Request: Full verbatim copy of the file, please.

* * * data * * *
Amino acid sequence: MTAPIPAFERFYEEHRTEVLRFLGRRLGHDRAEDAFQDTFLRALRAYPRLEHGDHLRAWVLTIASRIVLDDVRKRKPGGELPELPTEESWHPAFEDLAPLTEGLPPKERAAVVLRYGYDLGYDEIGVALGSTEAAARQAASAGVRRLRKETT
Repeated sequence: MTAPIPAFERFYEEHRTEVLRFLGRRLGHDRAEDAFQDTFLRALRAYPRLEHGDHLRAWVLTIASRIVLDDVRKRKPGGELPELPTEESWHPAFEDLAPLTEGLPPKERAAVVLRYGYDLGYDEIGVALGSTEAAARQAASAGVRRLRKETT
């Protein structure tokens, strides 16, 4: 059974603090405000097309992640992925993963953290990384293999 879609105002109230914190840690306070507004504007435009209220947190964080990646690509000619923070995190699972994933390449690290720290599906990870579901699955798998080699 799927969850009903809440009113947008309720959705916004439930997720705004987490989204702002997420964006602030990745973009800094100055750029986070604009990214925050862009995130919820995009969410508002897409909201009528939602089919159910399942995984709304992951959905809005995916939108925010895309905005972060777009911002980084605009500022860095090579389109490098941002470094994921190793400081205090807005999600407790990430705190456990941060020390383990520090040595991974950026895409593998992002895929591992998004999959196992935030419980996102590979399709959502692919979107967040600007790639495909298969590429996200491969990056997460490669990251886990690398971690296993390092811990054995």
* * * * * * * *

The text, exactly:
Amino acid sequence: MTAPIPAFERFYEEHRTEVLRFLGRRLGHDRAEDAFQDTFLRALRAYPRLEHGDHLRAWVLTIASRIVLDDVRKRKPGGELPELPTEESWHPAFEDLAPLTEGLPPKERAAVVLRYGYDLGYDEIGVALGSTEAAARQAASAGVRRLRKETT
Repeated sequence: MTAPIPAFERFYEEHRTEVLRFLGRRLGHDRAEDAFQDTFLRALRAYPRLEHGDHLRAWVLTIASRIVLDDVRKRKPGGELPELPTEESWHPAFEDLAPLTEGLPPKERAAVVLRYGYDLGYDEIGVALGSTEAAARQAASAGVRRLRKETT
């Protein structure tokens, strides 16, 4: 059974603090405000097309992640992925993963953290990384293999 879609105002109230914190840690306070507004504007435009209220947190964080990646690509000619923070995190699972994933390449690290720290599906990870579901699955798998080699 799927969850009903809440009113947008309720959705916004439930997720705004987490989204702002997420964006602030990745973009800094100055750029986070604009990214925050862009995130919820995009969410508002897409909201009528939602089919159910399942995984709304992951959905809005995916939108925010895309905005972060777009911002980084605009500022860095090579389109490098941002470094994921190793400081205090807005999600407790990430705190456990941060020390383990520090040595991974950026895409593998992002895929591992998004999959196992935030419980996102590979399709959502692919979107967040600007790639495909298969590429996200491969990056997460490669990251886990690398971690296993390092811990054995």